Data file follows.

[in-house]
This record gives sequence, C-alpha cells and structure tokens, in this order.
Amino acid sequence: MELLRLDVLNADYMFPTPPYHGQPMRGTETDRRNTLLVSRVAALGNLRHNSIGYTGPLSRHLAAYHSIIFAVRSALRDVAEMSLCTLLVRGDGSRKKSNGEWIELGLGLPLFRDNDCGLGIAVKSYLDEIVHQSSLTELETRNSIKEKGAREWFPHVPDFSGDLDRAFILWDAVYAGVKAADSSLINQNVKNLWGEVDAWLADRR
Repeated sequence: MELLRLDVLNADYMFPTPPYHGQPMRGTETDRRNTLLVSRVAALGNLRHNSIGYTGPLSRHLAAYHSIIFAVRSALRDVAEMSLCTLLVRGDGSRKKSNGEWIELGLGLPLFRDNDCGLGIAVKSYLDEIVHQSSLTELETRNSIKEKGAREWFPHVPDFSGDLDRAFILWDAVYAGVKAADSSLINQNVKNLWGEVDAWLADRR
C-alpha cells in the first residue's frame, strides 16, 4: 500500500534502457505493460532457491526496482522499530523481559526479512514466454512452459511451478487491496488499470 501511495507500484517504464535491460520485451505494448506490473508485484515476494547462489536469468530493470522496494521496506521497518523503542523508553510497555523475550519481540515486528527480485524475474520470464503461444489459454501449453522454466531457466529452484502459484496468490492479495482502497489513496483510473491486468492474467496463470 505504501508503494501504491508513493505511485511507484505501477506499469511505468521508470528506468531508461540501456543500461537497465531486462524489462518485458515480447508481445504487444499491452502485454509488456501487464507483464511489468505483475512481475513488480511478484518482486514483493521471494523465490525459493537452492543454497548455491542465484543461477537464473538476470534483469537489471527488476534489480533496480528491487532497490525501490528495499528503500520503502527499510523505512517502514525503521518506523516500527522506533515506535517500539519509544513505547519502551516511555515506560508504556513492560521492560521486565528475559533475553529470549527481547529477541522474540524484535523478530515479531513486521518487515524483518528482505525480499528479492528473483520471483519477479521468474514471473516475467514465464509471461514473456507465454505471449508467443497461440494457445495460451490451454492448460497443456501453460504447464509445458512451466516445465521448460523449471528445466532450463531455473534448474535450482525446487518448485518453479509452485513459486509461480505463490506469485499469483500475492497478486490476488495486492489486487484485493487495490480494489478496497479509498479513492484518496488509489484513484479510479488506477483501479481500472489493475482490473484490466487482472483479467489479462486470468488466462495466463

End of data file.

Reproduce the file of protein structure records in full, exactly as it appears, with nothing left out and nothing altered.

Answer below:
[in-house]
This record gives sequence, C-alpha cells and structure tokens, in this order.
Amino acid sequence: MELLRLDVLNADYMFPTPPYHGQPMRGTETDRRNTLLVSRVAALGNLRHNSIGYTGPLSRHLAAYHSIIFAVRSALRDVAEMSLCTLLVRGDGSRKKSNGEWIELGLGLPLFRDNDCGLGIAVKSYLDEIVHQSSLTELETRNSIKEKGAREWFPHVPDFSGDLDRAFILWDAVYAGVKAADSSLINQNVKNLWGEVDAWLADRR
Repeated sequence: MELLRLDVLNADYMFPTPPYHGQPMRGTETDRRNTLLVSRVAALGNLRHNSIGYTGPLSRHLAAYHSIIFAVRSALRDVAEMSLCTLLVRGDGSRKKSNGEWIELGLGLPLFRDNDCGLGIAVKSYLDEIVHQSSLTELETRNSIKEKGAREWFPHVPDFSGDLDRAFILWDAVYAGVKAADSSLINQNVKNLWGEVDAWLADRR
C-alpha cells in the first residue's frame, strides 16, 4: 500500500534502457505493460532457491526496482522499530523481559526479512514466454512452459511451478487491496488499470 501511495507500484517504464535491460520485451505494448506490473508485484515476494547462489536469468530493470522496494521496506521497518523503542523508553510497555523475550519481540515486528527480485524475474520470464503461444489459454501449453522454466531457466529452484502459484496468490492479495482502497489513496483510473491486468492474467496463470 505504501508503494501504491508513493505511485511507484505501477506499469511505468521508470528506468531508461540501456543500461537497465531486462524489462518485458515480447508481445504487444499491452502485454509488456501487464507483464511489468505483475512481475513488480511478484518482486514483493521471494523465490525459493537452492543454497548455491542465484543461477537464473538476470534483469537489471527488476534489480533496480528491487532497490525501490528495499528503500520503502527499510523505512517502514525503521518506523516500527522506533515506535517500539519509544513505547519502551516511555515506560508504556513492560521492560521486565528475559533475553529470549527481547529477541522474540524484535523478530515479531513486521518487515524483518528482505525480499528479492528473483520471483519477479521468474514471473516475467514465464509471461514473456507465454505471449508467443497461440494457445495460451490451454492448460497443456501453460504447464509445458512451466516445465521448460523449471528445466532450463531455473534448474535450482525446487518448485518453479509452485513459486509461480505463490506469485499469483500475492497478486490476488495486492489486487484485493487495490480494489478496497479509498479513492484518496488509489484513484479510479488506477483501479481500472489493475482490473484490466487482472483479467489479462486470468488466462495466463